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Sunscreen is a year-round essential, but it isn’t like your daily moisturizer that you can simply put on in the morning and forget about. According to guidelines from the FDA, you need to reapply sunscreen every 2 hours. No, this isn’t a marketing ploy to make you hoard sunscreen — there’s real science behind it. 


So let’s answer some of your burning SPF questions. Why do you need to reapply sunscreen? What if you haven’t been under the sun much anyway? Can sunscreen rub off? 


Keep reading. 

Sun exposure breaks down sunscreen

Regardless if you use physical or chemical SPF, exposure to direct light will naturally break down sunscreen throughout the day. Because once you slather SPF on your skin, and your skin gets exposed to sun, the active ingredients that provide protection against harsh UV rays will start to break down as they do their job. 

Sunscreen can rub off

The ideal sunscreen should be invisible and doesn’t leave a trace of white cast, like our Resting Beach Face SPF30 Sunscreen Serum and Oh My Bod! SPF50 Sunscreen Lotion. However, this can make it tricky to tell if your sunscreen is still there after a few hours. 


If you need a more visual comparison, think of foundation. You can see it on skin as you apply it, but what happens to your make-up after a couple of hours? It’s not as even or flawless as the first application, and you’ve probably transferred some of it to your face mask, fingers, and more. The same goes for sunscreen! 


Though you might not touch your face that often, the sunscreen on your body can also rub off — on the chairs you sit on, the clothes you wear, and more. So even if you’ve been indoors mostly and the sun hasn’t fully broken down your SPF, general life things can make formula come off and leave you vulnerable to sun damage. 

Sweat can break down sunscreen too

Just like showering or swimming, sweat can wash away sunscreen and eliminate its effects. How? Well, physical or mineral sunscreen simply sits on top of the skin and blocks UVA or UVB rays from penetrating skin. Since the formula doesn’t get absorbed by skin, it’s easier for it to be removed.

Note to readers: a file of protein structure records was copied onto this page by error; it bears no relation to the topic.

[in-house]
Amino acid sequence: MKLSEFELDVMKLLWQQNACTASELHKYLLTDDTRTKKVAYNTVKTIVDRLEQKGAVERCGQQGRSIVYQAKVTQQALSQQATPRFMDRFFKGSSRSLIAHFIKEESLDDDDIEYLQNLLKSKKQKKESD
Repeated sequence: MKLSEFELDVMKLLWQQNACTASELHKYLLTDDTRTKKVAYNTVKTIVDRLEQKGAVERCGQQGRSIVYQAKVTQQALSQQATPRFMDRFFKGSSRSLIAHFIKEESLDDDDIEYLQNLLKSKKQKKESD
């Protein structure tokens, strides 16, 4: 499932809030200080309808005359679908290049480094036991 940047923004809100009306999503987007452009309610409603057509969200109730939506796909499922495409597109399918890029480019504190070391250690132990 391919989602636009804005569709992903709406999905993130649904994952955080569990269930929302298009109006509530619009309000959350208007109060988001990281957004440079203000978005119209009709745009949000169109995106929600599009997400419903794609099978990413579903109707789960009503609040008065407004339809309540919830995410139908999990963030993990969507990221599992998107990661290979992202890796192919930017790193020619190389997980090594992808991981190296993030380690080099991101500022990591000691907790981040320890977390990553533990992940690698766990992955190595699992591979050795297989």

On the other hand, chemical sunscreens do get absorbed by the skin and neutralize UV rays, preventing them from wreaking havoc. Nonetheless, external factors like sweat and water can still deactivate chemical sunscreen’s protection over time. 


Of course, if you’re out playing sports, anticipate a sweat fest at a concert, or are planning a beach day, your best bet is to use a water-resistant and sweat-resistant sunscreen. However, even the most effective sport SPF like Oh My Bod! can only resist sweat and water for up to 80 minutes. There’s no existing technology in the world that can provide 100%, 24/7 protection.

The bottomline: reapply sunscreen!

No way around it, reapplying sunscreen is key to ensuring you’re completely safe from the sun. Sound like a chore? You’ll be happy to know that modern sunscreen formulas are more lightweight and absorb in seconds, making it easy to reapply even if you’re on the go. If you need to reapply sunscreen over make-up, you can always use a beauty sponge and dab lightly without messing with your contour. 


For more tips on how to maximize your SPF, check out our post on how to apply sunscreen the right way.

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